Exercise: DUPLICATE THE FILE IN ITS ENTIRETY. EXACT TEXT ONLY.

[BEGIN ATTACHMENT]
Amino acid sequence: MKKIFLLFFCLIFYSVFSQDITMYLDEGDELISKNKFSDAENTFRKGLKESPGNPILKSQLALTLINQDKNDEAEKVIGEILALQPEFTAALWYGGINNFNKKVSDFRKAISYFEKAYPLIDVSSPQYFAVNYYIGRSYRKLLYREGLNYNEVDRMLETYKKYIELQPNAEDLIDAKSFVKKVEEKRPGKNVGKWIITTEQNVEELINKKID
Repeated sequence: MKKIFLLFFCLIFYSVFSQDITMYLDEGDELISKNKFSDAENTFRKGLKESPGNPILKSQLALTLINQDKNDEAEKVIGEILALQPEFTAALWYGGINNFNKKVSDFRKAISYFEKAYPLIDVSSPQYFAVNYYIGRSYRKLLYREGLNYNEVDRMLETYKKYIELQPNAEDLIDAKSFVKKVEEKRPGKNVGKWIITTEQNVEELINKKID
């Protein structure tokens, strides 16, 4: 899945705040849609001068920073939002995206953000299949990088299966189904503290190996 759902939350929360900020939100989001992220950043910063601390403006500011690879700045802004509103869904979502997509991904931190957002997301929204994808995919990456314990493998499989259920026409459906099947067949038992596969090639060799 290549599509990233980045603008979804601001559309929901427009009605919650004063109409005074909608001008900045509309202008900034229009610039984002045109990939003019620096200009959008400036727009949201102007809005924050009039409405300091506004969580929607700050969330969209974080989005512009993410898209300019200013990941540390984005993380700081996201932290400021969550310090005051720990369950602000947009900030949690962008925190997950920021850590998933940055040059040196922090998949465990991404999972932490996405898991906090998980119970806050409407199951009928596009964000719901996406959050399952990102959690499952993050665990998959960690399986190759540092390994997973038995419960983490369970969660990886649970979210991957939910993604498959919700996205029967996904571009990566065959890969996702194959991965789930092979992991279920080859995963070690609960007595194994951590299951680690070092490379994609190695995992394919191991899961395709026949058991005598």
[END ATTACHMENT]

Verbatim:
Amino acid sequence: MKKIFLLFFCLIFYSVFSQDITMYLDEGDELISKNKFSDAENTFRKGLKESPGNPILKSQLALTLINQDKNDEAEKVIGEILALQPEFTAALWYGGINNFNKKVSDFRKAISYFEKAYPLIDVSSPQYFAVNYYIGRSYRKLLYREGLNYNEVDRMLETYKKYIELQPNAEDLIDAKSFVKKVEEKRPGKNVGKWIITTEQNVEELINKKID
Repeated sequence: MKKIFLLFFCLIFYSVFSQDITMYLDEGDELISKNKFSDAENTFRKGLKESPGNPILKSQLALTLINQDKNDEAEKVIGEILALQPEFTAALWYGGINNFNKKVSDFRKAISYFEKAYPLIDVSSPQYFAVNYYIGRSYRKLLYREGLNYNEVDRMLETYKKYIELQPNAEDLIDAKSFVKKVEEKRPGKNVGKWIITTEQNVEELINKKID
């Protein structure tokens, strides 16, 4: 899945705040849609001068920073939002995206953000299949990088299966189904503290190996 759902939350929360900020939100989001992220950043910063601390403006500011690879700045802004509103869904979502997509991904931190957002997301929204994808995919990456314990493998499989259920026409459906099947067949038992596969090639060799 290549599509990233980045603008979804601001559309929901427009009605919650004063109409005074909608001008900045509309202008900034229009610039984002045109990939003019620096200009959008400036727009949201102007809005924050009039409405300091506004969580929607700050969330969209974080989005512009993410898209300019200013990941540390984005993380700081996201932290400021969550310090005051720990369950602000947009900030949690962008925190997950920021850590998933940055040059040196922090998949465990991404999972932490996405898991906090998980119970806050409407199951009928596009964000719901996406959050399952990102959690499952993050665990998959960690399986190759540092390994997973038995419960983490369970969660990886649970979210991957939910993604498959919700996205029967996904571009990566065959890969996702194959991965789930092979992991279920080859995963070690609960007595194994951590299951680690070092490379994609190695995992394919191991899961395709026949058991005598």